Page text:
“Poetiquette” and 3 more

With National Poetry Month just ahead, I thought I’d post these shorties on the topic of poetry. Peace to your !


When willing ears your poems find,
Keep this one caveat in mind:

Though your verses may delight ‘em,
Don’t recite ad infinitum.

A Poet’s Prayer at Bedtime

Now I lay me down to sleep.
I pray the Lord my poems to keep.
May they not wake me in the night
But wait until the morning light.

Stuck in a Rut

A writer’s rut is rightly trying;
It’s horrid to be stuck.

You might try diversifying.
Good luck!

On Pushing Too Hard

Don’t worry about your writer’s block;
It’s simply mental constipation.
Relax—the solution is easy, too:
It’s a process of elimination.

Tribute to Walt Whitman / caterpillar poets

Another Walt Whitman poem I wrote can be found here. I’ve read very little of Leaves of Grass but am inspired by Whitman nonetheless! Peace to your !

Tribute to Walt Whitman
who revised Leaves of Grass repeatedly until he died

Sculptors of marble chip and chip away.
Potters knead and shape their lumps of clay.
Poets create, through words alone,
What never cracks, is never set in stone.

caterpillar poets

Oh, to be a Whitman!
   They digest Leaves of Grass.

Living day by daydreams…
   these, too, shall pass.

Eating, dreaming, dying—
   without flying.

Poem title from chapter 58 of poemcrazy by Susan G. Wooldridge.

Strange Birds

Poets are strange birds,
no wings but what they weave
for themselves out of scraps
of their own and others’ lives
or cobble together from twigs,
leaves and mud paste.

Some hobble. Others falter
in the face of an unrelenting wind.
A blessed few take off in flights
almost too beautiful
for words.

Published in Eye Contact, Spring 2017

Peace to your !

Ode to Poetry

Over on The Skeptic’s Kaddish, I learned that it’s National Bad Poetry Day. An appropriate day to post this poem from 2015. Peace to your !

Ode to Poetry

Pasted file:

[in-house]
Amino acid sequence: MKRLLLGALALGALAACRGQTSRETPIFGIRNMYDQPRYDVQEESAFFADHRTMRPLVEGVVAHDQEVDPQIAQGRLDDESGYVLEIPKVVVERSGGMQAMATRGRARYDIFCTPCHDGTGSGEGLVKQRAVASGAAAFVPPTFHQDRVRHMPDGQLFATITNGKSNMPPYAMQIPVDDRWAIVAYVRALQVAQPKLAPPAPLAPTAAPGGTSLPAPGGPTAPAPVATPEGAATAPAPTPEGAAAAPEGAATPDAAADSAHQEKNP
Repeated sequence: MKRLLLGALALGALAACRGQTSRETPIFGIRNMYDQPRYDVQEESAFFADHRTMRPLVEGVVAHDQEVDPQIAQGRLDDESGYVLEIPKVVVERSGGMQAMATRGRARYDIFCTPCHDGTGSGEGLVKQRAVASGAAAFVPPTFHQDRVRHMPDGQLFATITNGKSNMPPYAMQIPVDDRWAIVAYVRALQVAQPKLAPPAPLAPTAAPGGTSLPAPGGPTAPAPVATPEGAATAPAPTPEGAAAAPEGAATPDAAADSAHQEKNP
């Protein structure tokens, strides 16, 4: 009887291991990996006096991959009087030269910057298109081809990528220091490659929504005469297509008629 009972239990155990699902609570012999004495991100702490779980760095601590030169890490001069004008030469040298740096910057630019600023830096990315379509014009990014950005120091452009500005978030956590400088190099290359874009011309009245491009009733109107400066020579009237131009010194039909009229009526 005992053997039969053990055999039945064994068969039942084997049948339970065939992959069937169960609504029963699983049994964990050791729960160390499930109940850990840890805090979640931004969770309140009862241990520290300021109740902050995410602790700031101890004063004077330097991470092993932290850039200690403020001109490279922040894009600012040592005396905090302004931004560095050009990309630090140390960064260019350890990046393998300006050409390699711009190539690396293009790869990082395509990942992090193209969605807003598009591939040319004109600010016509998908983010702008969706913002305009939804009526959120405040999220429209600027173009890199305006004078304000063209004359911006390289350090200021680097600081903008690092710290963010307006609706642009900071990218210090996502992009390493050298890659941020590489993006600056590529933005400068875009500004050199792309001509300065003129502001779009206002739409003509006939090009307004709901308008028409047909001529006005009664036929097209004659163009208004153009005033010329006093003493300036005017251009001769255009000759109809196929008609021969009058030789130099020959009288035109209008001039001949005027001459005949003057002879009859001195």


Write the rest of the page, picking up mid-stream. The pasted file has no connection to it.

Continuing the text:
O divine and lofty verse
Whose beauty has no equal,
Let me your many charms rehearse:
You’re lovelier than a pit bull.

nah…let’s see…

O lines that echo endlessly
For days and days and days,
Ear worms I would never flee,
To you I give just praise.

not good…how about this…

O poetry melodious,
You roll smoothly off my tongue,
I’m grateful you’re not odious,
Like my mother’s egg foo yung.

really not good…arghhh…

O poetry melodious,
I cannot seem to think
Of any praise not odious.
All my verses stink.

sigh…one last try…

O poetry, your glories
Mirror the music of the spheres,
So heavenly your harmonies,
Delightful music to my ears.

ahhh…almost makes me want to cry

Life Cycle of a Poem


(no worth)

(not bad)

(so sad)


still awaiting



Peace to your !

[A very sparing young poet named Nick]

A very sparing young poet named Nick,
Having mastered the compact limerick,
Yearned for verse
Even more terse,
So he strove to compose a slimerick.

Nick was not only sparing, but picky,
Which made the slimerick extra tricky.
Nothing he tried
They were all, in a word, slimericky.

I’m also posting my first response to Monty Vern’s Silver Lining June collaboration. In a silver lining poem (Monty’s invention), the last words of each line in the poem are the key words, in order, of another line of poetry, with appropriate credit given to the original poet. The borrowing poet can forget those pesky little words like a, the, and of and can write about an entirely different subject. Thank you, Monty, for the opportunity to participate! Peace to our s!

[“A molten gold flows away from the sun” from “Evening Sea Wind” by Carl Sandburg]


~after Carl Sandburg

Once the heart becomes molten,
Carefully cup the blistering gold
In your hands and gloat as it flows
Through your fingers. Then put the blowtorch away.
Tomorrow, stare at the sun.